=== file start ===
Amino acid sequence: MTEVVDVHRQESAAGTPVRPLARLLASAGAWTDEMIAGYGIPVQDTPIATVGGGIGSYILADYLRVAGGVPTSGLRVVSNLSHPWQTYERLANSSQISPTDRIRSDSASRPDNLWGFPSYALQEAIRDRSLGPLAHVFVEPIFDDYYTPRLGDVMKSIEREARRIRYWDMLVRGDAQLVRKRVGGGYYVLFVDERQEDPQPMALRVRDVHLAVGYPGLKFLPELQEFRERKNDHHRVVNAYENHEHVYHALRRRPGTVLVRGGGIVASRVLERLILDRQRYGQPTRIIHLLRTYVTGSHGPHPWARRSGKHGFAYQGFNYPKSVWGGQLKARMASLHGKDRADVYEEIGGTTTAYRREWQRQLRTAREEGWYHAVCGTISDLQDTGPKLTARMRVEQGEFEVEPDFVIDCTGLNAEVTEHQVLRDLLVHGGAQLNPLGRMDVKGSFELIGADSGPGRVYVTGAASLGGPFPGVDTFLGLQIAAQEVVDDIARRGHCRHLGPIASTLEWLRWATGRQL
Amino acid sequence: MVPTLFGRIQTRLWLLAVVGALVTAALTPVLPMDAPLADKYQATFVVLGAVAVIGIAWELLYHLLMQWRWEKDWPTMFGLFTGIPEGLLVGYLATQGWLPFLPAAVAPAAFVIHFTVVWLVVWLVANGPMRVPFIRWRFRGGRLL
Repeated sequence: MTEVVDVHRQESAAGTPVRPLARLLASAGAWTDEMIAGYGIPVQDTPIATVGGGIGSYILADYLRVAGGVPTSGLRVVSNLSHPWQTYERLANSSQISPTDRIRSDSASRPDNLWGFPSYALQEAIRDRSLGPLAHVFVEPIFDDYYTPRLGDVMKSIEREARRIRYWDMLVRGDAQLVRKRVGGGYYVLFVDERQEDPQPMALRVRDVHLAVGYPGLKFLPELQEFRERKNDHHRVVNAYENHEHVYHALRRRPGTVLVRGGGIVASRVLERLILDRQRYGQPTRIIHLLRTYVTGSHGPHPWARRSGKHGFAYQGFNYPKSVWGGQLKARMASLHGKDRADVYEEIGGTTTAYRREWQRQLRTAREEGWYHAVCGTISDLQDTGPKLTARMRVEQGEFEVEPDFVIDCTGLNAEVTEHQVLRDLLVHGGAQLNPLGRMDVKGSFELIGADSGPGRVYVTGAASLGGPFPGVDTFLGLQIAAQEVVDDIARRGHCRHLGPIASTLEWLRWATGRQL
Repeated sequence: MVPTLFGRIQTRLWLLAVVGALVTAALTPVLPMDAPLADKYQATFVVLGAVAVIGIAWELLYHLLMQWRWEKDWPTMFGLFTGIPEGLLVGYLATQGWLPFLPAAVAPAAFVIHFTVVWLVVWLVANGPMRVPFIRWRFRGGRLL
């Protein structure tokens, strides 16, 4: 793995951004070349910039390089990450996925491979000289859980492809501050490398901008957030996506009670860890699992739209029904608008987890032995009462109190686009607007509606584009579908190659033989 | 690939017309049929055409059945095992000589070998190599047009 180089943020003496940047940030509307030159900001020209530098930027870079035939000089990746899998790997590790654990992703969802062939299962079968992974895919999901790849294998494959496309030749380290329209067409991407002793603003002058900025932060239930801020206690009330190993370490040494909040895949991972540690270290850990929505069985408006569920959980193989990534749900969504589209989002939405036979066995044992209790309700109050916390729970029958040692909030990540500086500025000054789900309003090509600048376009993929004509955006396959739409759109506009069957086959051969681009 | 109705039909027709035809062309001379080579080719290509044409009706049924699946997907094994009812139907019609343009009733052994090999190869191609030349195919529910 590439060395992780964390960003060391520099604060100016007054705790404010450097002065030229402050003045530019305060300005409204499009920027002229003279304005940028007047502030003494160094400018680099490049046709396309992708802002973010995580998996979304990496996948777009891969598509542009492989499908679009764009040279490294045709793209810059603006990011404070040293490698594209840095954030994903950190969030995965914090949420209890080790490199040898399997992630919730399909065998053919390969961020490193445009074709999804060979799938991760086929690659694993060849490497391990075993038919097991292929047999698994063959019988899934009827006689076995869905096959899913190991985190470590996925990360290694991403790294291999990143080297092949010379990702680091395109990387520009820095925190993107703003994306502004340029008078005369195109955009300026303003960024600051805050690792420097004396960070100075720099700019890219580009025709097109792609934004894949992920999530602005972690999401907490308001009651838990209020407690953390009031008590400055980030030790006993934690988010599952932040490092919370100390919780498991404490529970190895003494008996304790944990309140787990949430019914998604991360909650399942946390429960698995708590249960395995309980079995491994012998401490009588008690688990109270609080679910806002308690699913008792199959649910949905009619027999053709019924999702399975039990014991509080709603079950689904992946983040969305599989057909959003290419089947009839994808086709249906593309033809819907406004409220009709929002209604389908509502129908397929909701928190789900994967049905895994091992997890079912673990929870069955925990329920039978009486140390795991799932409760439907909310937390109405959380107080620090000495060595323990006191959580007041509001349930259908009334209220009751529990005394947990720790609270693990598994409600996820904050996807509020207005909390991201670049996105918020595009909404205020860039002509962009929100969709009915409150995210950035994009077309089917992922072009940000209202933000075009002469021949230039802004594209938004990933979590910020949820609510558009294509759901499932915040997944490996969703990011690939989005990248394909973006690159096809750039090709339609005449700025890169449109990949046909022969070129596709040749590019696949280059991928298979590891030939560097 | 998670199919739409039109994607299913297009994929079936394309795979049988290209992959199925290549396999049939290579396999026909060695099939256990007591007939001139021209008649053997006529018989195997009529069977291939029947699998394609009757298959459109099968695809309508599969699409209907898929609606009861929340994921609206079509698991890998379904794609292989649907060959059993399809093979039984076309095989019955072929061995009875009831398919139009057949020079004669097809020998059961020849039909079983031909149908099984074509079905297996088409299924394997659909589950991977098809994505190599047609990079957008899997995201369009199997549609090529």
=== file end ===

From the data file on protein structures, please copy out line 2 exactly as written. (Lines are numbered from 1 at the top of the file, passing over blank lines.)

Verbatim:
Amino acid sequence: MVPTLFGRIQTRLWLLAVVGALVTAALTPVLPMDAPLADKYQATFVVLGAVAVIGIAWELLYHLLMQWRWEKDWPTMFGLFTGIPEGLLVGYLATQGWLPFLPAAVAPAAFVIHFTVVWLVVWLVANGPMRVPFIRWRFRGGRLL